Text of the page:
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Kosovo: Creating Jobs

Promoting Sustainable Employment by Addressing Constraints to Job Growth

April 8, 2013

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Tackling Jobs Constraints in Kosovo

The Kosovo Sustainable Employment Development Policy Program (SEDPP), conceived before the 2009–10 global financial crisis, mobilized 10 donors to contribute to increased transparency in public financial management, an improved investment climate, fundamental rights for workers, a stronger link between vocational schools and employers, and better labor market activation of social assistance beneficiaries. These issues gained greater relevance after the crisis, and public works were added as a means of aiding the unemployed.
28

Number of rating places Kosovo improved by in the Doing Business rankings between 2012-2013. The country improved from #126 on this list to #98.

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Challenge

With an unemployment rate of 45 percent in 2009, Kosovo’s labor market outcomes are among the worst in Europe. The poor labor market outcomes are significantly worse for women, as only 12 percent of working-age women are employed, compared to a male employment rate of 34 percent. Weak income earning opportunities have also contributed to the country’s 35 percent poverty rate. 

Macroeconomic and fiscal risks, a weak investment climate, underdeveloped labor market policies, worker skills mismatches, and inadequate work incentives were among the most binding constraints to the development of sustainable employment and growth. The global financial crisis has also had a significant impact on Kosovo’s growth prospects. The Government of Kosovo has recently confronted the fundamental constraints to healthier employment and economic growth by tapping into Kosovo’s potential to shift to sustainable private sector-led growth.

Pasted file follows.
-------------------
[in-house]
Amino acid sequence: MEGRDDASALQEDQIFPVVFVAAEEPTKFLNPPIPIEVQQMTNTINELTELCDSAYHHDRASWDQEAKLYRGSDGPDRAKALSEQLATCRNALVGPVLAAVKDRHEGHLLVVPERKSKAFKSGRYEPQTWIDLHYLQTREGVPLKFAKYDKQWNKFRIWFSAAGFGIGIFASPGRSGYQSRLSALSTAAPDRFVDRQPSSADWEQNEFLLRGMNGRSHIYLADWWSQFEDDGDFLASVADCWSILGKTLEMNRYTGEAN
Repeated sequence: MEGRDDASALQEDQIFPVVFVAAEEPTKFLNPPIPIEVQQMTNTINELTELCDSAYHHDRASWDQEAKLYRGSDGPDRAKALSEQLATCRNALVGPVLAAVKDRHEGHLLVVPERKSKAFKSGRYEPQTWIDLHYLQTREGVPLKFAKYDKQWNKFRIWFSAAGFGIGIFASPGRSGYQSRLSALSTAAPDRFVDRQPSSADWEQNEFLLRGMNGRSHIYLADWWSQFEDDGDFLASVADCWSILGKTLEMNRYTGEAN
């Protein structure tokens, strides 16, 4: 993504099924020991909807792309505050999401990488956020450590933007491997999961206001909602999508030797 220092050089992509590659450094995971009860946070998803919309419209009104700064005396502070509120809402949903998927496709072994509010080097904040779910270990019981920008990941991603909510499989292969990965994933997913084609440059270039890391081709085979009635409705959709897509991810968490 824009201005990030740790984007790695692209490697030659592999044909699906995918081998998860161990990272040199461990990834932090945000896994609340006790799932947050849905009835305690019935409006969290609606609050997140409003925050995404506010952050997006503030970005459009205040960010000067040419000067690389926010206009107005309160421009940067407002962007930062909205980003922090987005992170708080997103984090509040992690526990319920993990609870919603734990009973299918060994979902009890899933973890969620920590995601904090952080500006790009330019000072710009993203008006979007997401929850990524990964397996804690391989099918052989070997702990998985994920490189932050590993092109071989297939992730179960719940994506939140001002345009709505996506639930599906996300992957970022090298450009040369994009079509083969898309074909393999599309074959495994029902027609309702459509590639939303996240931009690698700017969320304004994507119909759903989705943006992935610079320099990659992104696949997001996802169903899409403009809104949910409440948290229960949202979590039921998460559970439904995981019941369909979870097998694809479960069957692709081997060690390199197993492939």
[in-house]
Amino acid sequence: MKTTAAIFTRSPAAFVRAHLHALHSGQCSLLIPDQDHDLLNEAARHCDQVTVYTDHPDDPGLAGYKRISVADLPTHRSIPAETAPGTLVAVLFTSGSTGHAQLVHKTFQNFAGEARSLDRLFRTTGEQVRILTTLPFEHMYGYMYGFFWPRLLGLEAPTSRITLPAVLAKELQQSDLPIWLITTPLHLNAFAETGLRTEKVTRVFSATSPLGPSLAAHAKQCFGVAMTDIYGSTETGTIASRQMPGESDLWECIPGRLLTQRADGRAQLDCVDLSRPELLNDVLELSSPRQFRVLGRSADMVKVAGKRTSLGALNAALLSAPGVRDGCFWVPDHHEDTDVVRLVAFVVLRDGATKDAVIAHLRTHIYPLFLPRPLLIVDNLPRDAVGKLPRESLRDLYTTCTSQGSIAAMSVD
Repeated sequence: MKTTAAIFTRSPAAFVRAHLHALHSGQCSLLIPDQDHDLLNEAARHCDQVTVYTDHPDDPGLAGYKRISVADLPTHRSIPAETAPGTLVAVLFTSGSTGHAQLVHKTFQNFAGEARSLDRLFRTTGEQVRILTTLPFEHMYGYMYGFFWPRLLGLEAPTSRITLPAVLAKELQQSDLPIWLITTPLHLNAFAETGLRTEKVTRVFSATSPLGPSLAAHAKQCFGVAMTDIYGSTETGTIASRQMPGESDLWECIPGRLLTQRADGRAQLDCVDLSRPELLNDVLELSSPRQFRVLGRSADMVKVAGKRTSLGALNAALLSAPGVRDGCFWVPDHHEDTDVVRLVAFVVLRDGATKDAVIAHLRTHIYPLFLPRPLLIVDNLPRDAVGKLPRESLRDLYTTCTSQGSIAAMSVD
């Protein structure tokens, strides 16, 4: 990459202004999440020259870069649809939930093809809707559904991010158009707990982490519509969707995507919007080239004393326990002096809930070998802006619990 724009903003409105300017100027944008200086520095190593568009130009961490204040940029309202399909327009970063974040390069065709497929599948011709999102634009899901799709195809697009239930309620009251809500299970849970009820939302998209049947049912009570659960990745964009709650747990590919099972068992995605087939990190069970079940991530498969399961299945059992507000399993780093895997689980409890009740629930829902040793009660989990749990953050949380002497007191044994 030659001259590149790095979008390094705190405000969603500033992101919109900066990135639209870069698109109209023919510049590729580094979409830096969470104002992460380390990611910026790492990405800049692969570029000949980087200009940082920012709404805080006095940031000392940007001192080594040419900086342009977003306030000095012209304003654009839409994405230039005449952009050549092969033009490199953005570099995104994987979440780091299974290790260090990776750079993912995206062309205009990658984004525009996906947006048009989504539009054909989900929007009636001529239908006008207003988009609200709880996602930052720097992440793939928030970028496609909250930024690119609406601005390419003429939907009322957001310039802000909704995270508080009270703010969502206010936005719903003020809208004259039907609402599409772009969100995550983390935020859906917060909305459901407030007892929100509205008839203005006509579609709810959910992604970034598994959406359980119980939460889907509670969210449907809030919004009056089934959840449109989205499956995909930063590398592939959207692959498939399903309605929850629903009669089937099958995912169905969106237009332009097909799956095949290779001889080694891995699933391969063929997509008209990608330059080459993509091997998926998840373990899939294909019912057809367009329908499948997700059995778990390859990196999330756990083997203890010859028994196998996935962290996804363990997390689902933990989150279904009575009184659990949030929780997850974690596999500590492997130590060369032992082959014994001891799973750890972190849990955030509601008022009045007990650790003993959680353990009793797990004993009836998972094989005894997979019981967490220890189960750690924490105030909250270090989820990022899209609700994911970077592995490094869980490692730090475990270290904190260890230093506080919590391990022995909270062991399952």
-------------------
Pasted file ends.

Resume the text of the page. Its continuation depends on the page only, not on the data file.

Solution

The SEDPP supported the government’s employment reform agenda in three ways. First, SEDPP joined forces with 10 multi- and bilateral donors, making it the largest joint financing activity in Kosovo. Second, the International Development Association (IDA) leveraged a cross-sectoral team that consisted of public financial management, business climate, financial sector, labor market, education, and social protection specialists. Third, financial support was coupled with significant technical assistance, provided by the World Bank and other donors, to ensure adequate implementation in spite of capacity constraints.        

Results

  • Kosovo’s business climate has improved, and in 2012 the country improved its rating from 126 to 98 in the Doing Business 2013 rankings. The successes are reflected in the 75 percent increase compared to 2008 and 2009 in the number of new businesses registered in Kosovo in the first nine months of 2012;
  • the government budget process has improved, as has public financial management, with the deviation of current and capital budget expenditures decreasing to less than 10 percent by 2012 and the variance in expenditure composition declining to less than 5 percent between 2009 and 2012;